At The Edge of Russia; a fascinating documentary which follows six soldiers stationed in one of Russia’s furthest northern outposts. Set against the brutal winter conditions of the Russian hinterland, the film offers an elusive insight into the isolated community of these men; maintained by rigid routine and fortified by vodka. At The Edge of Russia also delicately exposes on a human level, the ever remaining psychological debris left in the wake of Russia’s fall from power as the men struggle to assert their sense of purpose despite palpable futility. Rooftop’s Sheila Maria Lobo spoke to director Michal Marczak about realising the film and found out what it’s like to live and work at -40 degrees.

Rooftop Films: Describe your film for someone who hasn’t seen it.

Michal Marczak: Oh it’s a very cool documentary.

RF: What first drew you to the subject matter of the film?

MM: The writings of prominent journalist Ryszard Kapuscinski; a vivid and astonishingly observant explorer.

RF: At the Edge of Russia commences with Alexei’s arrival on the base. 
From that point onward, the audience gains knowledge about the other, 
older soldiers only through Alexei’s sometimes harsh, sometimes 
intimate experiences with them. Why did you choose to tell the story 
through the eyes of a young outsider?

MM: I was looking for dramaturgy in a place where it’s not that abundant, and thought that a young blank slate would be irresistible to patronize; bringing out the other soldiers’ characters.

Living in isolation and in the absence of any real military 
intervention, one might expect these men to regress into hedonism and 
chaos. Yet, they maintain strict self-discipline and order, breaking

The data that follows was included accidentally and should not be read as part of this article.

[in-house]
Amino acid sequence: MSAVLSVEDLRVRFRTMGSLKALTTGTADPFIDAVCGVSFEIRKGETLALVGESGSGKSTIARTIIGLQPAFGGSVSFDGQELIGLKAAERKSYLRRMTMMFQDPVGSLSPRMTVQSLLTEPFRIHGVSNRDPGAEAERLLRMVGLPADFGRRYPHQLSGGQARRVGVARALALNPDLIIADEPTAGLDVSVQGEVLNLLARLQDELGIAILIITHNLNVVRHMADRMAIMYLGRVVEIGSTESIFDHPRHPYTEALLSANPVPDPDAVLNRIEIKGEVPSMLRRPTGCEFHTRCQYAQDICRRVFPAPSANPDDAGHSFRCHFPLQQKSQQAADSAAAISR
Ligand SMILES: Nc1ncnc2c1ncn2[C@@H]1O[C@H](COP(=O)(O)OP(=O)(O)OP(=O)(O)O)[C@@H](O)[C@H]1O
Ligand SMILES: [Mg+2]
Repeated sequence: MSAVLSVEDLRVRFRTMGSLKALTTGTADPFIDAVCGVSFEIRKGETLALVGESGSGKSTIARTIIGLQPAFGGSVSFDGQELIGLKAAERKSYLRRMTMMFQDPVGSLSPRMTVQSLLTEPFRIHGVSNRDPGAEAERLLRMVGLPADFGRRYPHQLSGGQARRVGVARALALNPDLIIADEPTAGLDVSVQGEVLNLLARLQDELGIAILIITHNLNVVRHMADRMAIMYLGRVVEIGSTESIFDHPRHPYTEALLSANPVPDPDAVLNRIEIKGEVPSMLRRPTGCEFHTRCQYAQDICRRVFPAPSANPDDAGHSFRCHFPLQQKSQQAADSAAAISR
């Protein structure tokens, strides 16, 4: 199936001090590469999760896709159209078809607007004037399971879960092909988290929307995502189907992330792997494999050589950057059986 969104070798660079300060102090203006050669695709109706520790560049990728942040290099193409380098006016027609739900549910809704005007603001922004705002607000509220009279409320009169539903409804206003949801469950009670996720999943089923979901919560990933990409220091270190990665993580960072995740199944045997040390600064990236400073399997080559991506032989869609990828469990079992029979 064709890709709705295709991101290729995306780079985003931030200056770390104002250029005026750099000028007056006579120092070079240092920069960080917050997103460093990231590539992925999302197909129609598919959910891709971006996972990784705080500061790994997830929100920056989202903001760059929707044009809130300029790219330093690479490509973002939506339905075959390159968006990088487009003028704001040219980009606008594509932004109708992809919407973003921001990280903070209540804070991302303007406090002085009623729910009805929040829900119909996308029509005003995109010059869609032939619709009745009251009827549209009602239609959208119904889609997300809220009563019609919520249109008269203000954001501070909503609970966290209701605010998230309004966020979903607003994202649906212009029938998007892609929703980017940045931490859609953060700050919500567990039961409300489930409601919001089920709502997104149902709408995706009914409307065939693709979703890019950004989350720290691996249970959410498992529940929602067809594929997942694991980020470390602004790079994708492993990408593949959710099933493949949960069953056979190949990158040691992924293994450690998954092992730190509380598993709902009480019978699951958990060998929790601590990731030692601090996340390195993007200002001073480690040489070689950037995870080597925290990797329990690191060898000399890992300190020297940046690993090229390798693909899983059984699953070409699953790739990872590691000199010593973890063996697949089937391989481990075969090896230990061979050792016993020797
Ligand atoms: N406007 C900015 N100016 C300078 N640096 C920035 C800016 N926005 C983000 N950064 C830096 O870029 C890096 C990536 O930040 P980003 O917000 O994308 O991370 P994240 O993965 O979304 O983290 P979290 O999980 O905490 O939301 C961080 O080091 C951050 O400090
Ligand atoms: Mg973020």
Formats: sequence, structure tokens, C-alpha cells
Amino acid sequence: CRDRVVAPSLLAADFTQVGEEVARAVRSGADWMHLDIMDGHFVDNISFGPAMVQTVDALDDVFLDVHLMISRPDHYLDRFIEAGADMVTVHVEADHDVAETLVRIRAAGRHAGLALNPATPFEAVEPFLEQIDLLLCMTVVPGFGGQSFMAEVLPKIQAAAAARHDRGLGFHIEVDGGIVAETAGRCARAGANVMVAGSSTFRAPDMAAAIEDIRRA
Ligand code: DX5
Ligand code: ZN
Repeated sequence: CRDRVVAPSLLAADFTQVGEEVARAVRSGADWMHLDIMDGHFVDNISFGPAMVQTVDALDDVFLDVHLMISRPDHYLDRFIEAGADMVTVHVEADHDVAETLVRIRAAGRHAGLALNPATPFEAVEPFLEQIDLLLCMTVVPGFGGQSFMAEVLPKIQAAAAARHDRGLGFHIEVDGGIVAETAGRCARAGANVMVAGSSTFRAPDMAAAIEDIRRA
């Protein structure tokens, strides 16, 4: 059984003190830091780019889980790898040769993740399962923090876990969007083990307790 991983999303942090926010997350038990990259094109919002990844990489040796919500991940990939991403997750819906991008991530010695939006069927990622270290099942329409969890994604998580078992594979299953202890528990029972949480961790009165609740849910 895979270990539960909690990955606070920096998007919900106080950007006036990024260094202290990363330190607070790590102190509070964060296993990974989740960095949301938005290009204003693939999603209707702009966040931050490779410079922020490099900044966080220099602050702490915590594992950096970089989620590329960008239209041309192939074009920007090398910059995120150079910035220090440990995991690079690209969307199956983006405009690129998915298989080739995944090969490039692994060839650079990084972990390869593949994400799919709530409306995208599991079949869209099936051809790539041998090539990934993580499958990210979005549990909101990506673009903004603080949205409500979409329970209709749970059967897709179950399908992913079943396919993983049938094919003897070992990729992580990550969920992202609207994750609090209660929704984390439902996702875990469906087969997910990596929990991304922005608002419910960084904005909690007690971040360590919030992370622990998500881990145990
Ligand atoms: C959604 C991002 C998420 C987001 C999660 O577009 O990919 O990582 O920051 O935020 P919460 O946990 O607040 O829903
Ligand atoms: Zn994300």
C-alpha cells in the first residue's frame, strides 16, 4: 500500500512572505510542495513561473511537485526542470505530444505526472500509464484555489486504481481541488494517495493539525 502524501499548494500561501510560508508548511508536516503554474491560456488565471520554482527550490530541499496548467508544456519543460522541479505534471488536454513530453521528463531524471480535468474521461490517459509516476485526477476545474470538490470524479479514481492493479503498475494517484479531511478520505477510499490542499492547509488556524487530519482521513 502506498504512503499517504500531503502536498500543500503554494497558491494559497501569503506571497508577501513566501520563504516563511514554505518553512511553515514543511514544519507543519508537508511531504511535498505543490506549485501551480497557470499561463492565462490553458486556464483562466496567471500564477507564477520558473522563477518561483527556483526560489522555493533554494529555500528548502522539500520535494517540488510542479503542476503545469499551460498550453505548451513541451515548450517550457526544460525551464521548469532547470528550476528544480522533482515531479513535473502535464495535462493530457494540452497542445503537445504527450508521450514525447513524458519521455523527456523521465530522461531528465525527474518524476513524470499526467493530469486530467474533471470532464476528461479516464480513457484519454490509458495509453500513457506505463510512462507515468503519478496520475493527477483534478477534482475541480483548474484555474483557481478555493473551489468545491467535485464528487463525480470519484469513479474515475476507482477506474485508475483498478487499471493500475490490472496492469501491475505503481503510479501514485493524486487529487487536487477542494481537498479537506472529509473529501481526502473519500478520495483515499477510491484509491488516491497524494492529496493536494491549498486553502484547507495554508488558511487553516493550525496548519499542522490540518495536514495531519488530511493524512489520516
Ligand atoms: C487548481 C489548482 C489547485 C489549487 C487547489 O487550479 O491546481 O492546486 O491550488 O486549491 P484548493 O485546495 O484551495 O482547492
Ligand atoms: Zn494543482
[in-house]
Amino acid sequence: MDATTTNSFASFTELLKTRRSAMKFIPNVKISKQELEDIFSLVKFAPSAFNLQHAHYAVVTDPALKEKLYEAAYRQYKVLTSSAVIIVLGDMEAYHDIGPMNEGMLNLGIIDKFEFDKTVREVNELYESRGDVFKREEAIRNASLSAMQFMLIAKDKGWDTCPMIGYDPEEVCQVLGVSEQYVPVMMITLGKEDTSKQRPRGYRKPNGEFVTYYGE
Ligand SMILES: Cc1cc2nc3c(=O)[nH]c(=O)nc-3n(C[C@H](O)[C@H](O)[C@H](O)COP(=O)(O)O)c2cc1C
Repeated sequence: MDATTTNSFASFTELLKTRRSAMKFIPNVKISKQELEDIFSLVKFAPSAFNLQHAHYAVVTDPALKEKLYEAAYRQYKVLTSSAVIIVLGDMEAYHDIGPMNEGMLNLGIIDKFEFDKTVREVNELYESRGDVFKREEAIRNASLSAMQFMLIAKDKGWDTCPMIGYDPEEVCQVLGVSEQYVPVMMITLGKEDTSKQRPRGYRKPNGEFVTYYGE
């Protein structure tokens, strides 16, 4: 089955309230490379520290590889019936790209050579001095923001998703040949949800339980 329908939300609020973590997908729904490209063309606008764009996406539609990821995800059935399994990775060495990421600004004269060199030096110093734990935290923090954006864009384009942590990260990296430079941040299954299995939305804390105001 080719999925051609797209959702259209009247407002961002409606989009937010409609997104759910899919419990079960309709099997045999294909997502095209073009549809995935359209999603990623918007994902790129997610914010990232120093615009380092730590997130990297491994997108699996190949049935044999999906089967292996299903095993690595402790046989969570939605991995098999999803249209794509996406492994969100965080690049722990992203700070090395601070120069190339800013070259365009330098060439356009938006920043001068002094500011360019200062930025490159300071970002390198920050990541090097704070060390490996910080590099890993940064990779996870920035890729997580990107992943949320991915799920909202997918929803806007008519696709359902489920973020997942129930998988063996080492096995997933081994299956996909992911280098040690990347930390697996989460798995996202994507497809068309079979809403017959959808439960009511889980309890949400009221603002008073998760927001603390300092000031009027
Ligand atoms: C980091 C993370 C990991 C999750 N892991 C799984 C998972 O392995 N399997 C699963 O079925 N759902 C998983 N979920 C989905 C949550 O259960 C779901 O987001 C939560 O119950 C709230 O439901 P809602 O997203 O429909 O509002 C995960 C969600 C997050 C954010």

only for the brief song, drink, or cigarette. Over the course of the 
film, the audience discovers that many of these men have issues with 
and fears of the society they have left behind. What insights do you 
think the film provides into modern Russian life?

MM: I think it shows how seriously the nation takes army duty. An integral trait of what we -especially being polish- perceive as ‘Russianness’. I would like to think it’s fading, but it actually seems to fluctuate. About the issues part, I guess most people have them, though obviously not everyone will run off into the tundra, but perhaps everyone should, as it’s undoubtedly cathartic.

RF: Do you think that an experience away from general civilization is a 
necessary rite of passage for people of today? Or are there any spaces 
within society through which one can discover life ‘at the edge’?

MM: I think it depends on the person. I’ve met some people with an impressive capacity to retract into themselves even in the loudest points of urban lands. Maybe it’s all about where you are born. If you were raised in the woods maybe build a hut in Times Square and see what it does for you. It may not be pleasant, but it’ll end up being propelling in some way.  For me, I’ve been particularly stimulated by jumping between contrasting surroundings. As I said, maybe it’s not ‘your thing’ but it should most definitely be tried.

RF: Social anxieties aside, these men do still physically struggle to 
survive in a treacherous, uninhabited landscape. This also suggests 
the struggle of making a film under the same conditions. Can you tell 
us more about the challenges you faced?

MM: I gained some weight while shooting. At -40 all your body craves is an apparently endless intake of pure fat. Needless to say it’s extremely exhausting. The amount of energy you burn cuts your efficiency in half. After 6 or 7 hours on the outside shooting you come back and can fall asleep while brushing your teeth like a narcoleptic. It hardens you both physically and mentally though. I could easily fight bears these days.

RF: At the end of the film as the older soldiers are about to return home, 
you emphasize that there are 12 such bases on the frontier. Instead of 
pending reunions, one is left thinking more about the many soldiers 
that remain there… alone.  What do you hope your audience takes away 
from At the Edge of Russia?

MM: My whole take on documentaries is individual perception. I try to nudge the audience in a certain direction and avoid definitive statements requiring the viewer to invest in the thought process, hopefully sending him home with something to chew on.

RF: What excites you about screening at Rooftop?

MM: It’s in NY and even when you don’t want it to be a bigger deal than any other festival, the thought of being screened to a NY audience is empowering.

RF: What’s your next project?

MM: I don’t want to give too much away, but it may turn out to be strong in nature. It is much more colorful than ‘At The Edge’ and it involves pornography and tribal people.